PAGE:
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sdflyer

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Everything posted by sdflyer

  1. I have posted some interesting new facts recently published on Russian news resource
  2. Here some new historical insight in Russian. Short statistic 670 total tanks Soviet loses : 470 tanks German loses: 50 tanks Russian historians and official army sources confirmed - Soveit victory at Prokhorovka is myth created by Soviet propaganda for obvious reason to boost moral of people during WWII https://www.newsru.com/russia/11jul2019/prohorovka.html
  3. I haven't tried to take off in P-47 yet, but I believe real P-47 as in many other aircraft rudder pedals are calibrated with specific resistance (40 lbs or so? ) design to get a better. Most gaming rudder hardware I'm aware of do not have this "force feed". This actually makes a big difference for between depressing rudder during take off or give full rudder during spin recovery. I believe during take off no one depresses full rudder! I'm not saying it's impossible but definitely too awkward. Also there is big chance to overcompensate and make a ground loop or worse. That when I think rudder trim comes handy especially for tail draggers where a lot of small rudder input happening during take off . In sim world my CH rudder pedals have absolutely no feed back. While in real life I have physical sensation that can relate to my muscle memory how much rudder is depressed, in sim I can go from full rudder deflection to 1/3 and feel nothing. There on substitute is to sense foot extension and interpolate to the rudder depression. This effect can completely eliminate need do for rudder trim or manifest noticeable torque sensation. I know some developers that did manage to simulate rudder resistance by decreasing rudder sensitivity during take off, landing or slow flight ( It was TMB930 for X-plane 11 after many patches). I don't think it is simulated in Il-2 that well. I think they simulate rudder authority vs airflow but not vs physical input. Not quite P-47 but good view on rudder work in light tail dragger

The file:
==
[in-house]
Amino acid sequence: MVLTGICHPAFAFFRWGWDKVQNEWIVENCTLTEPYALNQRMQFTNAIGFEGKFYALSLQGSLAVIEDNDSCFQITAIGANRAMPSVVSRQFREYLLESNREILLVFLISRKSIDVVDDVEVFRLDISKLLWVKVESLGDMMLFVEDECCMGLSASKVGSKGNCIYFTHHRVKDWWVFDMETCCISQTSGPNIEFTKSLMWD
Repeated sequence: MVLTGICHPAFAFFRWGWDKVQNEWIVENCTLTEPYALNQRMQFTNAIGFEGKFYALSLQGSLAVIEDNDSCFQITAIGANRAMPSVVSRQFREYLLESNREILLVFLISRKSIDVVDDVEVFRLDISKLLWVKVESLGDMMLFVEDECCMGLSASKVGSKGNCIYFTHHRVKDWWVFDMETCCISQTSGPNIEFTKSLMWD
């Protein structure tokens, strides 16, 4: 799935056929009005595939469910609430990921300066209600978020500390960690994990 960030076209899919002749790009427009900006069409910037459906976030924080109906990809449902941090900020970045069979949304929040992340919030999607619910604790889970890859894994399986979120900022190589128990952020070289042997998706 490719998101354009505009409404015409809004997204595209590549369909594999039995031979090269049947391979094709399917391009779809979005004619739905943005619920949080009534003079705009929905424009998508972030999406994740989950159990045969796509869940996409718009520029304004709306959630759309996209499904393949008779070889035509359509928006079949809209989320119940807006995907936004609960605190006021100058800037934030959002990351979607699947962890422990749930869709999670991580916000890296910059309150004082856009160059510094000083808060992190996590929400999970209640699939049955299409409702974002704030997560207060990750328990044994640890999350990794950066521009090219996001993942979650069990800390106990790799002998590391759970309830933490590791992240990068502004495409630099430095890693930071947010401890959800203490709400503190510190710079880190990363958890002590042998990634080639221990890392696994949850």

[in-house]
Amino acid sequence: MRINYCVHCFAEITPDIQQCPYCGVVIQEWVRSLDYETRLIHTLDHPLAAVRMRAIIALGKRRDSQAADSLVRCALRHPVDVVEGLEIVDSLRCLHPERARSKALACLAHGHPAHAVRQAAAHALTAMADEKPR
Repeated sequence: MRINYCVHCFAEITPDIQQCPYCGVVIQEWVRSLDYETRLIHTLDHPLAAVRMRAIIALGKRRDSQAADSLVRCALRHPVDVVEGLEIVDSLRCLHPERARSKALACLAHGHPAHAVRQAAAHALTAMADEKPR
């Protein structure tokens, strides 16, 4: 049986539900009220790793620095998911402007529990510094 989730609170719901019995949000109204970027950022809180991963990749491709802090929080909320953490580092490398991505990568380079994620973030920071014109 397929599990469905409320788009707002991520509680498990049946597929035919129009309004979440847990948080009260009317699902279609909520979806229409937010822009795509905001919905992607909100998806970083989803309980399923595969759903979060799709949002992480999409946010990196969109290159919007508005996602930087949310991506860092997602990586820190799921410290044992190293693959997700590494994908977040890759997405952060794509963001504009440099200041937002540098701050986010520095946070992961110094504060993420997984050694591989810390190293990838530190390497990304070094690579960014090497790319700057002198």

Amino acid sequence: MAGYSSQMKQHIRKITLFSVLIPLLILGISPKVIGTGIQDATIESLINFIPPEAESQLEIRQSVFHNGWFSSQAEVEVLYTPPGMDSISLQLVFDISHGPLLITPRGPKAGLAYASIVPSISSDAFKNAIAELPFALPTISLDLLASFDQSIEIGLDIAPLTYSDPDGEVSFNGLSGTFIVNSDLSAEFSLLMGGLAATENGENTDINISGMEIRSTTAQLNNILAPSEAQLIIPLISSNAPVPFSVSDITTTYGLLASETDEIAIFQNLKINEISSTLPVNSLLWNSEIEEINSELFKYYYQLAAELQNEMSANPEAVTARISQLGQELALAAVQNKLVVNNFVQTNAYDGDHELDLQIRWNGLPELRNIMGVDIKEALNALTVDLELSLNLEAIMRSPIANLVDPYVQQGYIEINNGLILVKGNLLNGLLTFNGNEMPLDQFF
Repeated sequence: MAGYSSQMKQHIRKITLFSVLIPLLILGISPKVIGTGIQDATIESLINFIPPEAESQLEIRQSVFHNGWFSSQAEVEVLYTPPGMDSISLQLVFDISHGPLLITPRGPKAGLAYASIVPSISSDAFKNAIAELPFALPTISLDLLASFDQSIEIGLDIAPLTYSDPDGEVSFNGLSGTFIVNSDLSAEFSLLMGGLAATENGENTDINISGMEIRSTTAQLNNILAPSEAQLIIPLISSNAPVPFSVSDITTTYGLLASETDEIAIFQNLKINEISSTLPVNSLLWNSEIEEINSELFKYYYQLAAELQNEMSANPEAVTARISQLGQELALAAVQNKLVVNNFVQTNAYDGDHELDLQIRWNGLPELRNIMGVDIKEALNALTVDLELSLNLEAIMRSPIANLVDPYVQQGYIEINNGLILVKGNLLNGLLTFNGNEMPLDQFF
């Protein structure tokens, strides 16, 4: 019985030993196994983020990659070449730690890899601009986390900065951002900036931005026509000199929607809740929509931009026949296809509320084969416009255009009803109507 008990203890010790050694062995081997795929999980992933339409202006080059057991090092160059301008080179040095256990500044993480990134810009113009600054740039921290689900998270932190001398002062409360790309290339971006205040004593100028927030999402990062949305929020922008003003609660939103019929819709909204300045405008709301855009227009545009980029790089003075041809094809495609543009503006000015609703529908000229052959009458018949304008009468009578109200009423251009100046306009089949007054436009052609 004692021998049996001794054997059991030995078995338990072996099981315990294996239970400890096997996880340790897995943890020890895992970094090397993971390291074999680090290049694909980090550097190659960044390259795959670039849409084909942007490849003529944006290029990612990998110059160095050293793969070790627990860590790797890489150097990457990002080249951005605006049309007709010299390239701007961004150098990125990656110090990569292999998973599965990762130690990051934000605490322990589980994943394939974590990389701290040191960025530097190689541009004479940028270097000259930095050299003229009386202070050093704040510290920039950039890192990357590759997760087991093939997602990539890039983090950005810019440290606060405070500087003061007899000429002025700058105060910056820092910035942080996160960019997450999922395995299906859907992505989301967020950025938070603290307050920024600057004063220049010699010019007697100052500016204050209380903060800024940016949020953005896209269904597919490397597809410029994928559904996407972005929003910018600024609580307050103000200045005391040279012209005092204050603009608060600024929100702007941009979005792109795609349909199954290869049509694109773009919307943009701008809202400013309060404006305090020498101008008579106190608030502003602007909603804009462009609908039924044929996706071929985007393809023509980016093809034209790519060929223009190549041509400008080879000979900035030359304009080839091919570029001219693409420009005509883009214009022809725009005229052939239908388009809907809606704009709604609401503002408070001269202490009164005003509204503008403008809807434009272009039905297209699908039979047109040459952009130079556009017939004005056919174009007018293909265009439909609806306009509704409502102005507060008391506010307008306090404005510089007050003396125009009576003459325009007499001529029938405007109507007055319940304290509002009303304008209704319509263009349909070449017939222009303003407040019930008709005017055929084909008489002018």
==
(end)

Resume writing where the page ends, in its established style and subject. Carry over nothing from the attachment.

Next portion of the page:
4. Both P-51 and P-47 have rudder trim take off setting because rudder alone is insufficient to compensate toque, slipstream and gyroscopic precession when the tail raised. I don't think they use rudder or aileron trim in combat because it's impractical. During the long haul perhaps? https://www.spruemaster.com/wp-content/gallery/manual/Republic P-47 AAF Manual.pdf
  5. Here is an interesting cockpit cam showing ball going to the right during straight climb at around 28:47. I don't see this in IL2 P47